In the original project design a set of research questions was formulated based on the history of Hendon House and the site – and on the work HADAS has carried out in the area since the early 1960s:
- Is there any residual evidence of prehistoric activity?
- Considering the proximity to various Roman roads, is there evidence of Roman activity?
- Excavations in the area have uncovered considerable Anglo-Saxon material; is there any evidence of similar remains here?
- Is there any evidence of activity in the area between its mention in Domesday and the construction of the house?
- What evidence remains for the different phases of the rebuilding of the house up to the demolition in 1909?
These five research questions have formed the basis of our analyses of the results of the first five years of fieldwork at Hendon School.
The principal aim of the project was to provide students at the school with an opportunity to learn about and practice archaeology, with training in field skills backed up by classroom sessions. The participating students were selected by the school and some assisted with the preliminary resistivity survey conducted on the site which failed to provide clear indications of structures or landscaping. The pre-excavation sessions in the first years of the project focused on two elements: firstly, the historical background to the project, taught using maps, resistivity results and historical information from documents; and secondly, teaching stratigraphy and the importance of excavation by context through 'fishtank archaeology', the construction and excavation of imaginary archaeological sites in clear Perspex boxes.
Initially, the focus of our educational activity on site was excavation. The chance for the pupils to experience practical archaeology was an expressed desire of Hendon School. Other activities offered on site, in an informal manner, include finds processing, resistivity, using a theodolite for leveling and the responsible use of metal-detectors. Over the first four years, the activities offered varied due to the different excavation staff and their specialisms. In year four, following an exercise in critical reflection on our work up to that point, we decided to transform the 'experience' element of the project into a more formal field-school model so that individual team members could contribute to the educational element in a more organized and structured manner. The field school was taught using a specially compiled handbook which covers stratigraphy, finds processing and drawing, photography, surveying and plan and section drawing (Fig. 2). The structure worked well for both the excavation staff and the pupils, due to its clarity and strong educational focus.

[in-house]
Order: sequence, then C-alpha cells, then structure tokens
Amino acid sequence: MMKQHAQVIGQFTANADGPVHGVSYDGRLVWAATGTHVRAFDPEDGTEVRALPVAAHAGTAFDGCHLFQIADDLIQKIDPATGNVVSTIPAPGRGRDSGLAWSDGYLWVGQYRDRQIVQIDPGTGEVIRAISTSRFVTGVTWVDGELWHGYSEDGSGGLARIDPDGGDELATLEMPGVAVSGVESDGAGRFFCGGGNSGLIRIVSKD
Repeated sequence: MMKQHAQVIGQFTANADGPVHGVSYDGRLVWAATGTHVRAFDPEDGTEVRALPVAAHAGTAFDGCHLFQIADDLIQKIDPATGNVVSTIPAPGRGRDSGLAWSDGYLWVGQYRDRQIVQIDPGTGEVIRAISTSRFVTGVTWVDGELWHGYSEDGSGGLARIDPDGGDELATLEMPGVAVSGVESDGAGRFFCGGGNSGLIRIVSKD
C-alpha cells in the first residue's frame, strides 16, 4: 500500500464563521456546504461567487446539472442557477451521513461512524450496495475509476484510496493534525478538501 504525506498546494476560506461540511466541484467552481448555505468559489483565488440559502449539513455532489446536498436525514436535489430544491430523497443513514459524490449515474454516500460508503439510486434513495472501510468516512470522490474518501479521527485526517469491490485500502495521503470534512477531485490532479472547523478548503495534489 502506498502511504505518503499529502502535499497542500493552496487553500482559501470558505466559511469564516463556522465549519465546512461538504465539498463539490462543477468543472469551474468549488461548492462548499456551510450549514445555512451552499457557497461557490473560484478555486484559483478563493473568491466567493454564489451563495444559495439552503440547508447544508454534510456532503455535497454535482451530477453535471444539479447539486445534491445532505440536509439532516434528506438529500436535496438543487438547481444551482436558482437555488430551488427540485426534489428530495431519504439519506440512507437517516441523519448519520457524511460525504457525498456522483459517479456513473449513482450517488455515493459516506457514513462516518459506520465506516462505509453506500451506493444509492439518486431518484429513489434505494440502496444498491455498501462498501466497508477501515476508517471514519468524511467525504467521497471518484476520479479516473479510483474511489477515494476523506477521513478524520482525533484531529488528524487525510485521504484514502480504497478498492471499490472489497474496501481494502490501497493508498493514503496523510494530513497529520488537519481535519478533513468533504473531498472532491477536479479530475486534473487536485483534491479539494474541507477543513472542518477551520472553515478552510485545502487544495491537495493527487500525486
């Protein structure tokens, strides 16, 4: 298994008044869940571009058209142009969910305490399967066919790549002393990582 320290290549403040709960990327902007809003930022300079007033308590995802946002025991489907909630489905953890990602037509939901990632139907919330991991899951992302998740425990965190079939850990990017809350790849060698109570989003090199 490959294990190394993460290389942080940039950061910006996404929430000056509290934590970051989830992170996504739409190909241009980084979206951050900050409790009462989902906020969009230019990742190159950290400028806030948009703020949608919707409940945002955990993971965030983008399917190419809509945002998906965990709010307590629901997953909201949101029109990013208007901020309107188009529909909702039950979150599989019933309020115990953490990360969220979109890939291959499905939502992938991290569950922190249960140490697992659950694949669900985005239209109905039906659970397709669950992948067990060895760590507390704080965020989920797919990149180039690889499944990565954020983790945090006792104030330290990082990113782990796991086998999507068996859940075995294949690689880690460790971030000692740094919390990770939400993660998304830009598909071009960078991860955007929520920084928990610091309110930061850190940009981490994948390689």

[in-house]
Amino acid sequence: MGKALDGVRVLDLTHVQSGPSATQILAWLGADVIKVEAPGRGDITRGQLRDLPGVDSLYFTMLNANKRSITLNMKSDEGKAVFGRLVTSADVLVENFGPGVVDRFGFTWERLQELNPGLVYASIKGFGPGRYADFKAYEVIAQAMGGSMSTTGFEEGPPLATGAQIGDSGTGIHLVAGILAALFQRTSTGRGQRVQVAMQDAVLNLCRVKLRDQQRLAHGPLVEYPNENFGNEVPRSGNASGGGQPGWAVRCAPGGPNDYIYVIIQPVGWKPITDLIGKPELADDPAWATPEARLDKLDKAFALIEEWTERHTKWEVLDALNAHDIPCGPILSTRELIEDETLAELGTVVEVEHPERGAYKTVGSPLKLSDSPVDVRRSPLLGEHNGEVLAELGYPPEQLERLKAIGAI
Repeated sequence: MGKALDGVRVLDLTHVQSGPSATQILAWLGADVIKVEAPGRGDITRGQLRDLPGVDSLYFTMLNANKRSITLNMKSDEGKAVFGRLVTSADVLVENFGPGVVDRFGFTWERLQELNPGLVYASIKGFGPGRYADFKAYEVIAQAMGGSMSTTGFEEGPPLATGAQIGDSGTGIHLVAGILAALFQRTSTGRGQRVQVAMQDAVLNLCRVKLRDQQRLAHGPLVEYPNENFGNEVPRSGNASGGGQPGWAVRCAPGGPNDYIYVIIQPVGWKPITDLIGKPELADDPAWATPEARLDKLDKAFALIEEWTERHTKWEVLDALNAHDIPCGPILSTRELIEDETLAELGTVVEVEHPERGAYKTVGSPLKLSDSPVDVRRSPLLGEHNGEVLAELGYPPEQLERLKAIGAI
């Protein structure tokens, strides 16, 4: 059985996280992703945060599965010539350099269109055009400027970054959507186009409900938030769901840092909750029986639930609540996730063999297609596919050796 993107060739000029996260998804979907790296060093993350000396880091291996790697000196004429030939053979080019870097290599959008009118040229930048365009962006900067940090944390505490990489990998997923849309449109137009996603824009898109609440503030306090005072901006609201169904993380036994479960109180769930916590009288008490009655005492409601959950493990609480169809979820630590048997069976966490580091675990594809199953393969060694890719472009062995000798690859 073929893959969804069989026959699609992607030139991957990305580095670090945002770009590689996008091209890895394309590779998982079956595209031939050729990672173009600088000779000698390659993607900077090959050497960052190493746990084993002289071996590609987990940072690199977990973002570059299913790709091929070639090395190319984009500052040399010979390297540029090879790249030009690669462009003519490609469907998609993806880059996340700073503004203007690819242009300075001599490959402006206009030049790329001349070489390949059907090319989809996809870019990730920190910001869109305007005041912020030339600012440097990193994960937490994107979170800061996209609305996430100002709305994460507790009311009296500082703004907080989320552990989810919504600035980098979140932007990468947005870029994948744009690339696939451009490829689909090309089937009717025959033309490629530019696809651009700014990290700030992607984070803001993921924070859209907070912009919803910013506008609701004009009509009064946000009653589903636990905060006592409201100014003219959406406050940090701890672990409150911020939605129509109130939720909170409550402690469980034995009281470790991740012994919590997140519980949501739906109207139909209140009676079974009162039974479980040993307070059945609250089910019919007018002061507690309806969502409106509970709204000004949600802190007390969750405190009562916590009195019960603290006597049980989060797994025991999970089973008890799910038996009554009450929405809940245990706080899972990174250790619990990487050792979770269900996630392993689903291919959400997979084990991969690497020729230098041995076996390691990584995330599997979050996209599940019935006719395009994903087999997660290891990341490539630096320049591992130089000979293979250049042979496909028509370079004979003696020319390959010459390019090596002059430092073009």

Field seasons: 2006–10
In each of 2006, 2007 and 2010 we excavated for one week at Hendon School, and then for two weeks in both 2008 and 2009, with field teams comprising school students, HADAS members and UCL students. During these first five years of the project over 100 school students were given the opportunity to learn about, and experience, archaeology and archaeological fieldwork (Fig. 3). In that time seven trenches were excavated around the perimeter of the school playing-field. With regard to our research aims, the findings have been variable: (1) no evidence of the prehistoric period was found, whereas for (2) the Romans and (5) the phases of building and rebuilding of Hendon House, we have only trace finds: abraded pot sherds in the first case and fragments of glazed tile in the second. Evidence for (3) the Anglo-Saxons in Hendon is also fairly meagre, although it is still unclear how much of the medieval ceramic might date to this period. The most substantial advance has been in (4) the activity on the site between the mention of Handone in Domesday and the construction of Hendon House in the late 16th century. In the 2010 season, a 2 x 0.5m sondage in the main excavation, to a depth of only 25cm, revealed a sealed context with a post-hole containing two iron nails and an assemblage of 117 sherds of medieval ceramic, most dating from 1170-1350. This is one of the largest assemblages of material from this date ever discovered in the area and to have found it in such a tiny space (0.25 cubic metres of earth), in association with a possible structural element, is extremely interesting and has informed our future plans for work on the site.
The problem of sustainability
The Hendon School Archaeology Project forms a central part of a wider programme of archaeological education projects in the Barnet area conducted or supported by HADAS and UCL Institute of Archaeology, with a variety of partners, within the general category of British community archaeology. The growth of community archaeology and heritage projects in Britain in recent years has led to the emergence of a small but growing body of professional community archaeologists, most working as independent consultants but some employed by museums and heritage bodies. The strengthening and gradual professionalization of community archaeology has rightly led to calls for greater evaluation and critique of its most common forms, both in terms of their actual versus claimed impacts and the value for money that they represent.